In 2008, the subprime mortgage crisis brought the United States economy to its knees, and six years later, we are still picking up the pieces. On March 11, an agreement between two key senators indicated that they were ready to deal with what many believe is one of the final large pieces of financial reform in the wake of the recession.
A plan was agreed upon by the two top ranking members of the Senate Banking Committee to finally do away with Fannie Mae and Freddie Mac, two mortgage companies that were taken over by the Federal government back in 2008. Both companies have always been government sponsored enterprises, or GSEs, originally created to expand the secondary mortgage market. Fannie Mae was created as part of the New Deal, while Freddie Mac was introduced in 1970 to create competition in the market.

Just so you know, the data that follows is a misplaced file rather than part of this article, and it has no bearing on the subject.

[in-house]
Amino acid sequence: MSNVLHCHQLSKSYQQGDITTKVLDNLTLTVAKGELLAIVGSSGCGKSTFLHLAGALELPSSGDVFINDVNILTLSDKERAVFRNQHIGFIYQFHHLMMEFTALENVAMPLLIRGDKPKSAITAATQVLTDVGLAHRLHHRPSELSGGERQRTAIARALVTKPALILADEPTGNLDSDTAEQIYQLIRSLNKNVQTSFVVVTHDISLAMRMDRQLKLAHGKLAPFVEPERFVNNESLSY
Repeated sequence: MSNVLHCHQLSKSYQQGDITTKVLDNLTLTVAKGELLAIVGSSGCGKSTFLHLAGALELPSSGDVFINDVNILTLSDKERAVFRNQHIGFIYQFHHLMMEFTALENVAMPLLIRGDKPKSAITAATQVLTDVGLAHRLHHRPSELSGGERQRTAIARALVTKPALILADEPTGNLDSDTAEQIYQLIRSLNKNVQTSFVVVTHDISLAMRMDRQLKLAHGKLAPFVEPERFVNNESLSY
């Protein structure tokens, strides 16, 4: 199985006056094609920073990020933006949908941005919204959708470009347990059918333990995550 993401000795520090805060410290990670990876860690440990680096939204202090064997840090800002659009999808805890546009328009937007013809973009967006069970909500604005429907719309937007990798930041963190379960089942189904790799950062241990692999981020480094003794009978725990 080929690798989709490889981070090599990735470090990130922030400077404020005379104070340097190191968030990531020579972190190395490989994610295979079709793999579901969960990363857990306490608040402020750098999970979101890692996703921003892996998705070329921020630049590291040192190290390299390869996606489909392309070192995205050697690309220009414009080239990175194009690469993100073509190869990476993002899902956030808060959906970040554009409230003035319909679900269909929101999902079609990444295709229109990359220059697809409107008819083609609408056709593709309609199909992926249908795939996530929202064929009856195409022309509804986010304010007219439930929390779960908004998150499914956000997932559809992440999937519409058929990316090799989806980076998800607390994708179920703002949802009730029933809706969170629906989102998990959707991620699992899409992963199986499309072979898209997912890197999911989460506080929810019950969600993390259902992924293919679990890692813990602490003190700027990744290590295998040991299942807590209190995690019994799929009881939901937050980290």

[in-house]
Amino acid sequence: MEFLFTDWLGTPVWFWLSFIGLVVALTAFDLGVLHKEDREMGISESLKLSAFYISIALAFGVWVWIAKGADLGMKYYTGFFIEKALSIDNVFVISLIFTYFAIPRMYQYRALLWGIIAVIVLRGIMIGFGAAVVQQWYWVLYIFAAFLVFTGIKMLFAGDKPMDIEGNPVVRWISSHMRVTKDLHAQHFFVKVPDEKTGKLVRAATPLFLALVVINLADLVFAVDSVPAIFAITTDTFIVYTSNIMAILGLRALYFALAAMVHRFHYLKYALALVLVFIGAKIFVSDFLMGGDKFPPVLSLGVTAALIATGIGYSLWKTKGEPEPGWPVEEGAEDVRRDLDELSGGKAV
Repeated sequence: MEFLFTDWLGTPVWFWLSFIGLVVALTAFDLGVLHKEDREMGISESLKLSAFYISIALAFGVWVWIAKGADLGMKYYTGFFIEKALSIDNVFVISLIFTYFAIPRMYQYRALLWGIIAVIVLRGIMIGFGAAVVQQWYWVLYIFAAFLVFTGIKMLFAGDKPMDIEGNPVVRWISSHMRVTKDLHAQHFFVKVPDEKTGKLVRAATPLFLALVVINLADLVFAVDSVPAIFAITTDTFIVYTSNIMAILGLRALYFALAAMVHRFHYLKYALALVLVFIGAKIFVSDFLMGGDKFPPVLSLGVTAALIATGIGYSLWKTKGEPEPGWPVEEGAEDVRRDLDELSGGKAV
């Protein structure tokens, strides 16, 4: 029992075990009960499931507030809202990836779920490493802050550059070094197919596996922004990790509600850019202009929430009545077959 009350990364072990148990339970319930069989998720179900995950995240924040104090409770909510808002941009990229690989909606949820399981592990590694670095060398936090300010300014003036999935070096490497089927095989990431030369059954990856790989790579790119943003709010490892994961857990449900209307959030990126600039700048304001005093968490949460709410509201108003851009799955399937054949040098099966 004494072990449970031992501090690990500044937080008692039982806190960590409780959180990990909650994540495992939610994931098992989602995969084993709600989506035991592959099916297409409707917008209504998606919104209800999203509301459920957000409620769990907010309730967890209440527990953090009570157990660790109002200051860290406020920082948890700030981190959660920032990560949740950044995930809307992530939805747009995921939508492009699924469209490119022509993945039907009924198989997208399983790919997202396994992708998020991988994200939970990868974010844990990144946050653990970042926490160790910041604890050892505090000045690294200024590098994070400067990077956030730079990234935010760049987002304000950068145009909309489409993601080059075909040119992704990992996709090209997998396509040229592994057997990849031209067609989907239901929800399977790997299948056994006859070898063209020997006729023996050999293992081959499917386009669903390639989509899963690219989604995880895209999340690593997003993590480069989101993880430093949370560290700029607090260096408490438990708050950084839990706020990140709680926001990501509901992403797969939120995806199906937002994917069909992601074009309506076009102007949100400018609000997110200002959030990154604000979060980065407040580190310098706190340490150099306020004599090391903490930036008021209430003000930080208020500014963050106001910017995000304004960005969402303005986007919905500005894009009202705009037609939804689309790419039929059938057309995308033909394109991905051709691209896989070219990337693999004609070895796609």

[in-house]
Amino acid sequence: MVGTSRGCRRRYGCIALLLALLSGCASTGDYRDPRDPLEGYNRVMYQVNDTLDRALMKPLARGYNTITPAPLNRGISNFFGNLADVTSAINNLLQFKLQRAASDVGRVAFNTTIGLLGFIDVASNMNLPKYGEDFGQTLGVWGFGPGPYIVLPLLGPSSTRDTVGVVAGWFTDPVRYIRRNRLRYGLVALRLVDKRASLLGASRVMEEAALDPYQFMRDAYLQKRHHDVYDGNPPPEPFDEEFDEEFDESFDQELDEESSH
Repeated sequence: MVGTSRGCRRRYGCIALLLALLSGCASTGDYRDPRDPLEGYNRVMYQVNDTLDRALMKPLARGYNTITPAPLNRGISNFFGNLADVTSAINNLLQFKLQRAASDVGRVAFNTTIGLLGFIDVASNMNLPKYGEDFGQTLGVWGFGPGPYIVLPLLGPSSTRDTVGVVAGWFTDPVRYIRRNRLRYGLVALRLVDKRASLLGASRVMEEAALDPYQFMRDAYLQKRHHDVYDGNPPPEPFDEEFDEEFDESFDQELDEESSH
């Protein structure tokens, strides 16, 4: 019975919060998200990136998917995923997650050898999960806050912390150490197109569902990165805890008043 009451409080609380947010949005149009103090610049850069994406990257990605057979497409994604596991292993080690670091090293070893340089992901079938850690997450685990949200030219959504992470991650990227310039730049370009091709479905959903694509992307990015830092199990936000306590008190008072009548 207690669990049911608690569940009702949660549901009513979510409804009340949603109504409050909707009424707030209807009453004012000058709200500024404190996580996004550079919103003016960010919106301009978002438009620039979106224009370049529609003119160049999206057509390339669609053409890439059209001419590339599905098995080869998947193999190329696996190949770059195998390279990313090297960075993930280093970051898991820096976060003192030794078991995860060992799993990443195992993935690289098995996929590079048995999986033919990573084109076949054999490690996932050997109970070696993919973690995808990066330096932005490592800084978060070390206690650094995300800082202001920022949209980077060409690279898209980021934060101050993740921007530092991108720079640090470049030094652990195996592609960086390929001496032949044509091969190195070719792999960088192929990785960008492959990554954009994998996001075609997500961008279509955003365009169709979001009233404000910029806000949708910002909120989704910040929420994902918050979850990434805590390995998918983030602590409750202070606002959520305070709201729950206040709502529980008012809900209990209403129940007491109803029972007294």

After being taken over in 2008, the Federal government spent $187.5 billion to keep them afloat through 2011, preventing a bankruptcy that would have had a disastrous impact. However, the market has rebounded since, and the government has actually turned that loss into a profit since. Even in the wake of the financial crisis, the two companies, along with the Federal Housing Administration, have continued to back a vast majority of new mortgages.